“I told them that we need to finish the thing off in the league tournament for (their record) to mean something,” Kampe said. “Nobody is going to believe you if you go into the conference tournament and get beat.”
The thing is, Oakland has been beat only once in 2010. That’s because this team is loaded with talent, despite losing Erik Kangas, its top scorer from last year.
Center Keith Benson was named The Summit League Player of the Year. The 6-foot-11 force in the middle led the league in rebounds, blocks and double-doubles. For the year, Benson led Oakland with 17.4 points and 10.0 rebounds per game. Running the offense is Jones, an all-league first-team selection, who is putting up 12.7 points and dishing out 6.5 assists a night.
Nelson knows he is fortunate in his last year of eligibility to return to such a capable roster.
“Things happen for a reason and that injury is the reason I was able to come back this year and be part of this team,” Nelson said. “I would have loved to play last year and not sit out, but I was able to come back with this team so it’s not a complete loss.”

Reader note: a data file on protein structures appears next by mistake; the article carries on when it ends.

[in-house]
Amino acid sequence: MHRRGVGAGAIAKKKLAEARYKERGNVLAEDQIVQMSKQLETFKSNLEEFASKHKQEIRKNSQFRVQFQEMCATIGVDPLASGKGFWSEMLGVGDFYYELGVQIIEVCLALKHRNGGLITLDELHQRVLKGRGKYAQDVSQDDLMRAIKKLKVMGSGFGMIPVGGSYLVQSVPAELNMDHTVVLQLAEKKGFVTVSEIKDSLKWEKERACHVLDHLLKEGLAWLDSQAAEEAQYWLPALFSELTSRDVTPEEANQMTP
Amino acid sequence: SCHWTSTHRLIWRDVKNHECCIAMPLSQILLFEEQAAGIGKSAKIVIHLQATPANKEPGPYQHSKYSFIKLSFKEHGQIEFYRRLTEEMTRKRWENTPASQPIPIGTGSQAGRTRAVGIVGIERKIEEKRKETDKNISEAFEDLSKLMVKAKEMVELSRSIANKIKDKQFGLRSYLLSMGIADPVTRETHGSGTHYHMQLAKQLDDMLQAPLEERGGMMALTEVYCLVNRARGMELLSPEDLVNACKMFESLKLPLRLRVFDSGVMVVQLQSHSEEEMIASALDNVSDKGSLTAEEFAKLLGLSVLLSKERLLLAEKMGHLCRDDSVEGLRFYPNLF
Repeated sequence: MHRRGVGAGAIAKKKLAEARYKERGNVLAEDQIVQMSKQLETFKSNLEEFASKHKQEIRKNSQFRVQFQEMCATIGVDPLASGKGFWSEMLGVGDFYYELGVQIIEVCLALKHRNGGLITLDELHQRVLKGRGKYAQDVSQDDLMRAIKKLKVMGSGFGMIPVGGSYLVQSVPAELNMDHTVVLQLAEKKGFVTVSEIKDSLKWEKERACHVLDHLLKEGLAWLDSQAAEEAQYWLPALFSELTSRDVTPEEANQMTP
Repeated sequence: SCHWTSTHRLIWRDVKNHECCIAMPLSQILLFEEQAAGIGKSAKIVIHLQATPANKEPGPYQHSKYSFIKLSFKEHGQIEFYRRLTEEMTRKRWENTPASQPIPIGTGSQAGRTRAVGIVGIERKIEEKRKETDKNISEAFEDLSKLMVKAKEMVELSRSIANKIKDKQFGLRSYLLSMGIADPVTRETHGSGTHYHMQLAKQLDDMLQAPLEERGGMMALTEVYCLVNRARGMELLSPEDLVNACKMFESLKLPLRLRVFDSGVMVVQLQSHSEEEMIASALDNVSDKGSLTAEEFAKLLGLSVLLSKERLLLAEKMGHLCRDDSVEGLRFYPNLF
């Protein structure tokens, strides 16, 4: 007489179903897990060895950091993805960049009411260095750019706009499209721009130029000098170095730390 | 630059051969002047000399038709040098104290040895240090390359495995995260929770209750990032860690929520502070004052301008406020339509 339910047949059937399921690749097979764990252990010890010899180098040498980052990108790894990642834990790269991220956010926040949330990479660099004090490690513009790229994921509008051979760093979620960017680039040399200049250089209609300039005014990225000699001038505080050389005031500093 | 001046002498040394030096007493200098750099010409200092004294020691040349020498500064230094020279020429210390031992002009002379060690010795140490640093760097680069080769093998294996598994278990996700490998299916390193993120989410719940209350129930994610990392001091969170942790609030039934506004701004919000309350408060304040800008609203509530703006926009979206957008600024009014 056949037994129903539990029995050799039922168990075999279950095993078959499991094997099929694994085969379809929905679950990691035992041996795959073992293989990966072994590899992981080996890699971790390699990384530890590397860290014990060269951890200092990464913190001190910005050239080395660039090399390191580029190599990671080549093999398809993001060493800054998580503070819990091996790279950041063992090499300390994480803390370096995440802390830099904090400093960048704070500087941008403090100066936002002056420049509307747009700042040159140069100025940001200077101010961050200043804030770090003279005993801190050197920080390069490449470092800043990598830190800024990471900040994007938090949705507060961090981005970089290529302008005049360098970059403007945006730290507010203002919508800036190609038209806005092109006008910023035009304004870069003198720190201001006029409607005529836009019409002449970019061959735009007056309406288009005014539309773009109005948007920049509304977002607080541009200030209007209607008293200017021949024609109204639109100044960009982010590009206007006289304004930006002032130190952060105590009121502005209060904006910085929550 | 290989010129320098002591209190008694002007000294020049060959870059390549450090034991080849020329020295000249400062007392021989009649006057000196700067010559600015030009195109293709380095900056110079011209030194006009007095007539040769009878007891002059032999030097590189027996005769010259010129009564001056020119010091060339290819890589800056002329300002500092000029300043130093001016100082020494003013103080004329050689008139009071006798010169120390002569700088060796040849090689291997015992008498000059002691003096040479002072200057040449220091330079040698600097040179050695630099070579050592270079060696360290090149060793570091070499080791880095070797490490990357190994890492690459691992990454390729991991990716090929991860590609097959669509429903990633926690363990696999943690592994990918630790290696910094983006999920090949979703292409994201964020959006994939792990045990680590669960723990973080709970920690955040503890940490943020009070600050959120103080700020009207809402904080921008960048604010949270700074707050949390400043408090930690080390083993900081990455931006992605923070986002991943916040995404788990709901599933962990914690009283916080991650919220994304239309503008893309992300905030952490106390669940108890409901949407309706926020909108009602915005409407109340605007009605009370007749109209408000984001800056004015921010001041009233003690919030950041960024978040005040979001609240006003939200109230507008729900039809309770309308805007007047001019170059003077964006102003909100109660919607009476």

More than just his production on the court, Nelson, elected team captain along with Jones, has used his experience being on the bench last year to improve his contributions to the team off the court.
“This year I think he’s been an outstanding leader and that’s something he really never was,” Kampe said. “He was always a kid that showed up, did his job, kept his mouth shut and wasn’t someone who wanted to lead, but I think sitting out last year he really saw the importance of leadership.”
Nelson wants to win above all else – in fact that’s why he isn’t in Europe now – and that is a message that he has portrayed to the team.
“I had all the individual achievements, but I didn’t have a championship,” Nelson said. That’s the main reason I came back. This is what you play college basketball for, to get in the NCAA Tournament and play for an NCAA title.”
And, with three more wins, Nelson’s goal and the team’s goal will be achieved. His motivation for coming back will be completely validated.
“He didn’t want to go out with injury and be done,” Jones said. “He has a lot of pride in this program and in himself, and he wanted to come back and give it one more shot to get to the tournament, because he’s a winner.”